You really never know what you’re going to get from Axl Rose in an interview, and it seems pretty clear that he isn’t exactly eager to discuss the possibility of reuniting the original Guns N’ Roses lineup for a performance at the Rock and Roll Hall of Fame induction ceremony next year.
Before Rooney Mara landed the lead in David Fincher’s ‘The Girl with the Dragon Tattoo,’ a long list of actresses were rumored for the part, including Ellen Page, Natalie Portman, Emma Watson and Scarlett Johansson.
According to Fincher, it was Scarlett who came closest to winning the coveted role of vengeance-seeking vigilante Lisbeth Salander — but in the end, she was just too darn sexy.
After an extended hiatus, ’90s alterna-pop hitmakers Garbage are planning to return in 2012 with new music — a bunch of it, in fact.
The band is currently in the studio putting the finishing touches on what will be their fifth studio album, and first since 2005′s ‘Bleed Like Me.’ The 12-song collection, planned for a spring release, will reportedly include a bonus disc of 12 B-side tracks.
Downloading, both legal and illegal, has taken a lot of the blame for the sales collapse suffered by the music industry over the last decade and change. But not every artist has a horror story to tell regarding mp3s and filesharing technology.
Just ask Mark Foster, frontman for fast-rising rockers Foster the People, whose inescapable hit single ‘Pumped Up Kicks’ started out as a free download on the band’s website.
The Rock and Roll Hall of Fame has mailed out the ballots for its 27th annual list of potential inductees, leaving it to the organization’s 500 voters to pick the winners from an eclectic group that includes first-time nominees as well as returning contenders.
Newly eligible artists who made this year’s cut include Joan Jett and the Blackhearts, Guns N’ Roses, Heart, and Eric B. & Rakim, while the Beastie Boys, Donna Summer, and the Red Hot Chili Peppers are among the veteran hopefuls.
Last month, Radiohead drummer Phil Selway told reporters that the band’s surprise set at this year’s Glastonbury festival had reawakened their enthusiasm for performing live. It looks like he really meant what he said.
For fans of Van Halen‘s original lineup, the band’s last three decades or so have been punctuated with more than a few frustrations and disappointments, including their brief reunion with David Lee Roth in 1996, bassist Michael Anthony’s rudely handled dismissal, and an overall lack of new music since a pair of new tracks were appended to the double-disc ‘Best of Both Worlds’ compilation way back in 2004.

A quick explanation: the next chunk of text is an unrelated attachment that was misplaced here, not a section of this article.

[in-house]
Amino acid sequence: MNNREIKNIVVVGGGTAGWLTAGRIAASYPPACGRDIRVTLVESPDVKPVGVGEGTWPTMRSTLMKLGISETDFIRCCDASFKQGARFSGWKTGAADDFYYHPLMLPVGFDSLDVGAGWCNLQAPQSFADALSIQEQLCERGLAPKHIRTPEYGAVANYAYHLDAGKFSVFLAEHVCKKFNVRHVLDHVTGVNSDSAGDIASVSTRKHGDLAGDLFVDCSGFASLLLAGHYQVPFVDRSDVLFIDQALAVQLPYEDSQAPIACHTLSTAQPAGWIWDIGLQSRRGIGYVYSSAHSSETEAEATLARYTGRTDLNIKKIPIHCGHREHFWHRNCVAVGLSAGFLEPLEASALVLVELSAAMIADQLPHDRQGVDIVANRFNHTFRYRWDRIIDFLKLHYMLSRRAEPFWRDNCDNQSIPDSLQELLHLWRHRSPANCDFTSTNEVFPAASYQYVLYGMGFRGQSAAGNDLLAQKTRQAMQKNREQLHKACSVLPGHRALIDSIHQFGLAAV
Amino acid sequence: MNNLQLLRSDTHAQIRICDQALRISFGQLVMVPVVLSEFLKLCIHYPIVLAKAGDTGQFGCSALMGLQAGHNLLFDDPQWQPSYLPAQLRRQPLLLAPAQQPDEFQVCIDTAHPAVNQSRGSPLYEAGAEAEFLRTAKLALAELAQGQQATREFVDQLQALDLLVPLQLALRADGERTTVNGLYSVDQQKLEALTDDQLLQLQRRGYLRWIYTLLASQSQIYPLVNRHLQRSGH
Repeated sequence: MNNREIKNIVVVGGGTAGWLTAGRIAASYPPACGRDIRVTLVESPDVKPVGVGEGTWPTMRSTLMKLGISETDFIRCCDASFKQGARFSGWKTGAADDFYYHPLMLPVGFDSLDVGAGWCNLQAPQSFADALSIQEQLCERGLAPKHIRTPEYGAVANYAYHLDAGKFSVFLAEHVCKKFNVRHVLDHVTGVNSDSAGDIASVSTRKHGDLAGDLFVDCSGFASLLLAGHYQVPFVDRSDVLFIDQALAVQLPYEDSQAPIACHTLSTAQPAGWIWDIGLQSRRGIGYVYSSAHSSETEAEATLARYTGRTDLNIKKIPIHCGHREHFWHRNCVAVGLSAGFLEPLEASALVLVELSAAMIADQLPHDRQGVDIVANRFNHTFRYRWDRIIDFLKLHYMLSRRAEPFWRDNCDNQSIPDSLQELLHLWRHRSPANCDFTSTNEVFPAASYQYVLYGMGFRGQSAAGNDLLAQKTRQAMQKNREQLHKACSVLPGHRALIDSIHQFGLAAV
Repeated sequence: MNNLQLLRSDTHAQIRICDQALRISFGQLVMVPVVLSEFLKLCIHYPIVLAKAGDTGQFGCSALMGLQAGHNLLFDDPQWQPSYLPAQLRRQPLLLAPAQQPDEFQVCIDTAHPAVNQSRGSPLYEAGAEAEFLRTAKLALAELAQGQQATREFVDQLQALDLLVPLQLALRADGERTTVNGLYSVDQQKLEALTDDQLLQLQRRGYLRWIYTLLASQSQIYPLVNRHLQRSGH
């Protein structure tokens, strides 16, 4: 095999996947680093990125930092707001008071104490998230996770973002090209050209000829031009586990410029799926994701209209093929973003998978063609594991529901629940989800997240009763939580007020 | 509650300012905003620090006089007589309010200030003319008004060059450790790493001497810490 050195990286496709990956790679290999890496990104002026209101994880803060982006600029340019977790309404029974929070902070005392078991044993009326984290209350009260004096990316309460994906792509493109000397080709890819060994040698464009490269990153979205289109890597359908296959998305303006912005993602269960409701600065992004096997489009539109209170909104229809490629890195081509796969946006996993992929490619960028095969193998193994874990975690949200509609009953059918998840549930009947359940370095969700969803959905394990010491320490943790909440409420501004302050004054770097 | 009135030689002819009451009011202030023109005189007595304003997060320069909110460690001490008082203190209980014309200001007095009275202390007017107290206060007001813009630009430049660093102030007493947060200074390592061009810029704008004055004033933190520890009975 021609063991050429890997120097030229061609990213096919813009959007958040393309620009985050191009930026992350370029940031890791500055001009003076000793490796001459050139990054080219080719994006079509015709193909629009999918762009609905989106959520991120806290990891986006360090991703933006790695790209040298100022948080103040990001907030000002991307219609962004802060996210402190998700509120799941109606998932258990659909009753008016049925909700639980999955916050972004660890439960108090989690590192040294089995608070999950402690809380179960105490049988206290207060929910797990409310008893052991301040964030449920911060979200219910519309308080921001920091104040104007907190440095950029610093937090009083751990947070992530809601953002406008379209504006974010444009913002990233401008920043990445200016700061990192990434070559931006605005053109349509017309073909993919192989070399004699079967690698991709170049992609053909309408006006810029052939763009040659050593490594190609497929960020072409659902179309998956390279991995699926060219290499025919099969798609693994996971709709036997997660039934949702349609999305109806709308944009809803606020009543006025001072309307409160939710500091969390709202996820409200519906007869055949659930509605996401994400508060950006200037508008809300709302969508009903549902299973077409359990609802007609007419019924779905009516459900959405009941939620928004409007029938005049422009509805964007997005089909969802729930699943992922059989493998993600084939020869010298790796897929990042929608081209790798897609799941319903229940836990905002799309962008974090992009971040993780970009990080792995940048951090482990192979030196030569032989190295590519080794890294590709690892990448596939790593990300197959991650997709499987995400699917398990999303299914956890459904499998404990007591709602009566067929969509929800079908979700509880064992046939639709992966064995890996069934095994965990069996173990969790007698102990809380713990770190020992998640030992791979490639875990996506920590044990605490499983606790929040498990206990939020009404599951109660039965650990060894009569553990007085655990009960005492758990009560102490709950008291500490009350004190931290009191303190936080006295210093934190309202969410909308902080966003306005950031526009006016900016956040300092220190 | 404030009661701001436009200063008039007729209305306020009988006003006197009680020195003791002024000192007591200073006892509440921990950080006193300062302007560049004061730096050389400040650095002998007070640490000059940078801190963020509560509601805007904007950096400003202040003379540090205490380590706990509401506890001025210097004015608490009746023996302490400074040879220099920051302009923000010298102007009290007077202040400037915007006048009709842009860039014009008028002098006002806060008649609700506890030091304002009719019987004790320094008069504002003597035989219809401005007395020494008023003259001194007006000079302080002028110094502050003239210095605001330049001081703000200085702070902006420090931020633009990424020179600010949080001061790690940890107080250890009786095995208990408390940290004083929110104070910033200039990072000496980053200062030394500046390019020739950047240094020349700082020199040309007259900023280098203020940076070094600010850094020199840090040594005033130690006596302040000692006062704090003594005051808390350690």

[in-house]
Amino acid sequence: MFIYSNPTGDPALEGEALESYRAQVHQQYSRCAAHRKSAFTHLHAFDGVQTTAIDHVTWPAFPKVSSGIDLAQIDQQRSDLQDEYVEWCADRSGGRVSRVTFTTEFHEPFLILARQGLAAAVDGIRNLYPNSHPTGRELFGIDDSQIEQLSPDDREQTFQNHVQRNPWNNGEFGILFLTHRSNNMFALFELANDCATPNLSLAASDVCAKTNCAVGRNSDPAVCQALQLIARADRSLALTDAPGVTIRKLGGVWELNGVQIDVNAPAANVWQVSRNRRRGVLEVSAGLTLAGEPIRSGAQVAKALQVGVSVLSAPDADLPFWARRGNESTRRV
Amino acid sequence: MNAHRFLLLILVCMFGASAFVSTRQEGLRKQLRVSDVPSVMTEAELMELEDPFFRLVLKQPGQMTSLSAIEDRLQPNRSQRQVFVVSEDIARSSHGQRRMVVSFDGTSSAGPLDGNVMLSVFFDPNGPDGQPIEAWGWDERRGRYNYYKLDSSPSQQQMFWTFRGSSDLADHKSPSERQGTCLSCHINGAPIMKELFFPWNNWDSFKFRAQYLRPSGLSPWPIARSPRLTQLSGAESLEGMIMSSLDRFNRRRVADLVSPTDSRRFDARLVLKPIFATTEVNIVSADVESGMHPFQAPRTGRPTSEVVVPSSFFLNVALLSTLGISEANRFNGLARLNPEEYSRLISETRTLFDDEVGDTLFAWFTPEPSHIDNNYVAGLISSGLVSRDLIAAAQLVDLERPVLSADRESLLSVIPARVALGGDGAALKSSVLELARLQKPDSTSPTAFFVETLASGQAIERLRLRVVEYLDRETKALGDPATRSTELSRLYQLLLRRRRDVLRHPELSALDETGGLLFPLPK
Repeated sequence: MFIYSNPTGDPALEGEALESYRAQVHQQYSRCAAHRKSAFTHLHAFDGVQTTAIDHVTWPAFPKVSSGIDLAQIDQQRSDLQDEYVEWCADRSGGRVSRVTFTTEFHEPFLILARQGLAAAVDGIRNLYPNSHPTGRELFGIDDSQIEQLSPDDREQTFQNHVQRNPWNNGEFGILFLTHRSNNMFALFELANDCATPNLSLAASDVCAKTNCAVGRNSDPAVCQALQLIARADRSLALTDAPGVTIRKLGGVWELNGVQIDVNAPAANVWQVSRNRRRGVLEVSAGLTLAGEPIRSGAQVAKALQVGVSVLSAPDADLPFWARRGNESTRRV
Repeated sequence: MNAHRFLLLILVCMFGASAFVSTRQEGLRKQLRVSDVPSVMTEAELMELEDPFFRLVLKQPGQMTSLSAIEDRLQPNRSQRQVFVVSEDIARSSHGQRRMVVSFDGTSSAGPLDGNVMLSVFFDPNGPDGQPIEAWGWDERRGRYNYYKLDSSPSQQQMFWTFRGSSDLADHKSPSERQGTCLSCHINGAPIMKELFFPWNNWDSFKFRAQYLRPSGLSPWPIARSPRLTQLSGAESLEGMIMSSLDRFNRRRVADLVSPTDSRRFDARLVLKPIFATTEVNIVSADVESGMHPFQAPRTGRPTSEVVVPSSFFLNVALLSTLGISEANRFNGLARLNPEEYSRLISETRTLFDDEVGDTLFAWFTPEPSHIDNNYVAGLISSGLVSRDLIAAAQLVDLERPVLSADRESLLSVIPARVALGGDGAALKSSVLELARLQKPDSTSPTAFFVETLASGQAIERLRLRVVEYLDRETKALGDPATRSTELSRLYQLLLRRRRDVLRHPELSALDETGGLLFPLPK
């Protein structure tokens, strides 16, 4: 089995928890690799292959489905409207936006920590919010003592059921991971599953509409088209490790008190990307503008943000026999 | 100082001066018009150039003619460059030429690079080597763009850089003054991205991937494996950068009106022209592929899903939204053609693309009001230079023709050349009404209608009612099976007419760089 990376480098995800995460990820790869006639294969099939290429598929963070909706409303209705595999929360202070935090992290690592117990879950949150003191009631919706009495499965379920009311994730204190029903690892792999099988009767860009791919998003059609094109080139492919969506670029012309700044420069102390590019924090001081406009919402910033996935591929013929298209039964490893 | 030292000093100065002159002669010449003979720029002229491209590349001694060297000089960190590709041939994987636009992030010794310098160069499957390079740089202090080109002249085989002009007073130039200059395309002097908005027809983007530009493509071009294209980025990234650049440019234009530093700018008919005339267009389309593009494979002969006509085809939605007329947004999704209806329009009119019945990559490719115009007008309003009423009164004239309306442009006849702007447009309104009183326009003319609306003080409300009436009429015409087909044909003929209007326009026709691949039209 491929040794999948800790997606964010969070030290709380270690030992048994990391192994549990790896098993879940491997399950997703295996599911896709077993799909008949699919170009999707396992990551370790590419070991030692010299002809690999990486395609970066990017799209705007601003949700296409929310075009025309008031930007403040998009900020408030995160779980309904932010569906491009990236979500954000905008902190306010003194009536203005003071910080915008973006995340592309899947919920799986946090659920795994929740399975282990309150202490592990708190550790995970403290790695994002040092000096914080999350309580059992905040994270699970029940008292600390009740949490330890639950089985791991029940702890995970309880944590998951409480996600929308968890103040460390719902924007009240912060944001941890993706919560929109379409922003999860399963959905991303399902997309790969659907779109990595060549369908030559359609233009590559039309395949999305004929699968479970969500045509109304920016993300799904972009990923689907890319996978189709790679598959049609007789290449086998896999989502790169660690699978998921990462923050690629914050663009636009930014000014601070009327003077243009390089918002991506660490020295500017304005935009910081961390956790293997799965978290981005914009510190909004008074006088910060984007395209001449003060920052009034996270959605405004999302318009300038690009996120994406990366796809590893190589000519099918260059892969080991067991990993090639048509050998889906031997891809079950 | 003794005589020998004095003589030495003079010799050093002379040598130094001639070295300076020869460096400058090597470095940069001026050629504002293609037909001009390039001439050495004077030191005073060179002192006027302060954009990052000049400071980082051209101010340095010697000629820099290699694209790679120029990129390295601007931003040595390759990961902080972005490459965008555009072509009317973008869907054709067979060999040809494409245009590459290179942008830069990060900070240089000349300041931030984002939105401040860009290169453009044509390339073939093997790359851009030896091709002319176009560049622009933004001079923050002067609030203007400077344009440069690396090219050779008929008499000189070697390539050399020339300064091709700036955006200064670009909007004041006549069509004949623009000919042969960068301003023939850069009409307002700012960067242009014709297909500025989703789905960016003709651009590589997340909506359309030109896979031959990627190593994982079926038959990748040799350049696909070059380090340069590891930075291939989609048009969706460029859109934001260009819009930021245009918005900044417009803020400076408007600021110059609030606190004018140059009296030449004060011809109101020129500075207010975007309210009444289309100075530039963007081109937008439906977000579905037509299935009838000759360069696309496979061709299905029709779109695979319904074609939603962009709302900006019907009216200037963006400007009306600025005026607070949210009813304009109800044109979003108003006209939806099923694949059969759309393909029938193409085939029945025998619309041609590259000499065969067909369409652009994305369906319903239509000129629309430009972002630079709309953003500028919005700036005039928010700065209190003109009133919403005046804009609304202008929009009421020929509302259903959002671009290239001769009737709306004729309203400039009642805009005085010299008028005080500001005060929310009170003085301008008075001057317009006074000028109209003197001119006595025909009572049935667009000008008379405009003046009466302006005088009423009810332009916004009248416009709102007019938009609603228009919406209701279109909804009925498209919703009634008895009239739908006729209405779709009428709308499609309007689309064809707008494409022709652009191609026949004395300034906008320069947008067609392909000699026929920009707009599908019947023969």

Roth has been back in the band since 2006, with rumors of a new album persistently surfacing over the last five years. The buzz has grown louder than ever this year, and for awhile, it looked like this might finally be the year Van Halen came back — but it looks like we’ll have to keep on waiting.
It might say 2011 on your calendar, but this fall, it’s 1991 all over again, what with deluxe reissues of 20-year-old albums from bands including U2, Spin Doctors, and Pearl Jam, whose landmark debut ‘Ten’ was the inspiration for a new documentary from none other than ‘Singles’ and ‘Jerry Maguire’ director Cameron Crowe.
The film, titled ‘Pearl Jam Twenty,’ is getting a hefty double-disc soundtrack that includes live tracks, demos, and assorted rarities from Pearl Jam’s vaults — and although it doesn’t come out until September 20, you can listen to the whole thing now.
Rage Against the Machine fans wondering where the band fits in with Tom Morello’s recent flurry of activity with the upcoming Justice Tour, as well as his solo project, the Nightwatchman, now have their answer.
Faithful maggots who have been pining away for new Slipknot since the release of ‘All Hope Is Gone’ way back in 2008 are going to have to keep waiting for awhile, because the band has no plans to record.
Being proudly provocative has always been part of rock ‘n’ roll — from the music’s earliest days, when simply shaking one’s hips on television was enough to send middle-aged Americans into a righteous lather, the formula for some of the best rock has been one part rhythm, one part volume, and one part shock.
This has also been true for album covers, which some of rock’s most forward-thinking performers have used as a platform to shock, disturb, annoy, and generate thought-provoking conversation (although not necessarily in that order). It’s a long rock ‘n’ roll tradition — one celebrated with a new list over at Ultimate Classic Rock.
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